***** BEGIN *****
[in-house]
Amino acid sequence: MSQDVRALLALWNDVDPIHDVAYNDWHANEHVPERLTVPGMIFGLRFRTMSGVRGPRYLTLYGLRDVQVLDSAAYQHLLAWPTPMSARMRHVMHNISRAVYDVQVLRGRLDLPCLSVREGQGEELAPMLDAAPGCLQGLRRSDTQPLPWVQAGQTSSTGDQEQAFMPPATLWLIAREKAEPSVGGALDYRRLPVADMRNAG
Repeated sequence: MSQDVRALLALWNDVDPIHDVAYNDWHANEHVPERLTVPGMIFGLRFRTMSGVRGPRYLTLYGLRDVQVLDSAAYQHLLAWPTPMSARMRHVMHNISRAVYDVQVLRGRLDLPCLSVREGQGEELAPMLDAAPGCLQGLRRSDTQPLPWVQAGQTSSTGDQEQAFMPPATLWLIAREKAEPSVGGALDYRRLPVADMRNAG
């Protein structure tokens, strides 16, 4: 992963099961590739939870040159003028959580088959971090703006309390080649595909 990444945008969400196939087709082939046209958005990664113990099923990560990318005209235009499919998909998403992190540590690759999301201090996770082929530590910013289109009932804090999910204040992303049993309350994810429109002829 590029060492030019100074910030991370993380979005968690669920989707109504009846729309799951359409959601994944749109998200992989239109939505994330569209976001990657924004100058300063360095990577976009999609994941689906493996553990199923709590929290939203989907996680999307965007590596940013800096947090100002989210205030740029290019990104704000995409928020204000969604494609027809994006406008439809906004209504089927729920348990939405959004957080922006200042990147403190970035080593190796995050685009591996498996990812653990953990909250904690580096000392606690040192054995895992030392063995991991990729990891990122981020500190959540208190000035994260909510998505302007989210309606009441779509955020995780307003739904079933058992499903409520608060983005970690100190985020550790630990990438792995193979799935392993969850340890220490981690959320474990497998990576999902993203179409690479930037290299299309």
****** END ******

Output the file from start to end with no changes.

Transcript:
[in-house]
Amino acid sequence: MSQDVRALLALWNDVDPIHDVAYNDWHANEHVPERLTVPGMIFGLRFRTMSGVRGPRYLTLYGLRDVQVLDSAAYQHLLAWPTPMSARMRHVMHNISRAVYDVQVLRGRLDLPCLSVREGQGEELAPMLDAAPGCLQGLRRSDTQPLPWVQAGQTSSTGDQEQAFMPPATLWLIAREKAEPSVGGALDYRRLPVADMRNAG
Repeated sequence: MSQDVRALLALWNDVDPIHDVAYNDWHANEHVPERLTVPGMIFGLRFRTMSGVRGPRYLTLYGLRDVQVLDSAAYQHLLAWPTPMSARMRHVMHNISRAVYDVQVLRGRLDLPCLSVREGQGEELAPMLDAAPGCLQGLRRSDTQPLPWVQAGQTSSTGDQEQAFMPPATLWLIAREKAEPSVGGALDYRRLPVADMRNAG
């Protein structure tokens, strides 16, 4: 992963099961590739939870040159003028959580088959971090703006309390080649595909 990444945008969400196939087709082939046209958005990664113990099923990560990318005209235009499919998909998403992190540590690759999301201090996770082929530590910013289109009932804090999910204040992303049993309350994810429109002829 590029060492030019100074910030991370993380979005968690669920989707109504009846729309799951359409959601994944749109998200992989239109939505994330569209976001990657924004100058300063360095990577976009999609994941689906493996553990199923709590929290939203989907996680999307965007590596940013800096947090100002989210205030740029290019990104704000995409928020204000969604494609027809994006406008439809906004209504089927729920348990939405959004957080922006200042990147403190970035080593190796995050685009591996498996990812653990953990909250904690580096000392606690040192054995895992030392063995991991990729990891990122981020500190959540208190000035994260909510998505302007989210309606009441779509955020995780307003739904079933058992499903409520608060983005970690100190985020550790630990990438792995193979799935392993969850340890220490981690959320474990497998990576999902993203179409690479930037290299299309």